By New Life Outlook Everyone copes with anxiety, anger, and impatience from time to time, but attention deficit hyperactivity disorder (ADHD) tends to magnify those emotions. In some cases, your changing moods can interfere with your job, home life, or friendships, which can make you feel helpless or demoralized. Obviously, this is no way to live your […]Continue Reading... No Comments.
By Margarita Tartakovsky, M.S. Many adults with ADHD feel shame. A bottomless, all-encompassing shame. They feel shame for having ADHD in the first place. They feel shame for procrastinating or not being as productive as they think they “should” be. They feel shame for forgetting things too quickly. They feel shame for missing deadlines or […]Continue Reading... No Comments.
By James M. Ochoa, LPC There’s a lot of helpful information for people with ADHD — about medication and diagnoses, about how to get things done or finished faster, how to feel more confident about your decisions. The problem is that we can’t use the information until we confront the fallout from the stress of […]Continue Reading... No Comments.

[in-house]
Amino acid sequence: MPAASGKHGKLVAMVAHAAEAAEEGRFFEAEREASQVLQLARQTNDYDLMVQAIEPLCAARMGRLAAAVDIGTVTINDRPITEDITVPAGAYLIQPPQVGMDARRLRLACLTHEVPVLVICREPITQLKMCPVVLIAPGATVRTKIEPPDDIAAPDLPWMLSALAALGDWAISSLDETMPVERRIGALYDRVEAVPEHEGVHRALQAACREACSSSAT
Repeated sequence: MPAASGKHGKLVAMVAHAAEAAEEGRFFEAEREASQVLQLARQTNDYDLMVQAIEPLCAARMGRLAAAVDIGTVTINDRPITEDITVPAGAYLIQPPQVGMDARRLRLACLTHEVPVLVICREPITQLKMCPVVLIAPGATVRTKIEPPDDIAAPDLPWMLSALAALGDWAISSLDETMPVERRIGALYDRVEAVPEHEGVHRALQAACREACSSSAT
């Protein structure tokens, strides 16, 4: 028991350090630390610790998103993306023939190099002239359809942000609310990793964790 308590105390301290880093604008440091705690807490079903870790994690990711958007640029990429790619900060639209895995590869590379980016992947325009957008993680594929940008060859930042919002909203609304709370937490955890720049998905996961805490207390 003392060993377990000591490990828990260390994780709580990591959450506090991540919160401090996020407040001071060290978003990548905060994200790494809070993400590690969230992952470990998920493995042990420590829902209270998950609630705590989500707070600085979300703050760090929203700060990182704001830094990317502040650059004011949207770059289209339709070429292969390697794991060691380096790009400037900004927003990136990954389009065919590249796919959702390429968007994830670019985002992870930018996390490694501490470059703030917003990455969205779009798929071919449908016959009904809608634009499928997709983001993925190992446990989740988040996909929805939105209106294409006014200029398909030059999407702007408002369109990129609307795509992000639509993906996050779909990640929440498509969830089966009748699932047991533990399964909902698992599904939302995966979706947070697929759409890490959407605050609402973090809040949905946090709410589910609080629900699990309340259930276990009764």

By Stacey Nelson Jacob Edward, 10, paints a clay plate he made in his past four art therapy sessions. He dips his brush into the cup of silvery black paint he has mixed, and dabs it into the cracks of the clay. Jacob’s breathing and brush strokes start to quicken. He seems anxious. I ask […]Continue Reading... No Comments.
By Sandy Maynard Do you lash out when your spouse reminds you — nicely — to take out the dog or pick up a gallon of milk? Do you fly off the handle when the boss asks you to turn in the next assignment on time? I know many people who do, including myself. In […]Continue Reading... No Comments.
by Tamara Rosier, Ph.D. Adults with ADHD have a peculiar relationship with time, often investing it frivolously or ineffectively. Many of us feel anxiety, guilt, or self-loathing when we think about how we use our days, resulting in more wasted energy and time. Routine tasks, like laundry and paying the bills, frustrate us. When we […]Continue Reading... No Comments.
By Ari Tuckman People with ADHD feel emotions more intensely than others do. When ADHDers feel happiness and excitement, it makes them more interesting and engaging. But strong emotion has its downside as well. ADHDers are impulsive. They get carried away by what they are feeling, and act on it without considering how it […]Continue Reading... No Comments.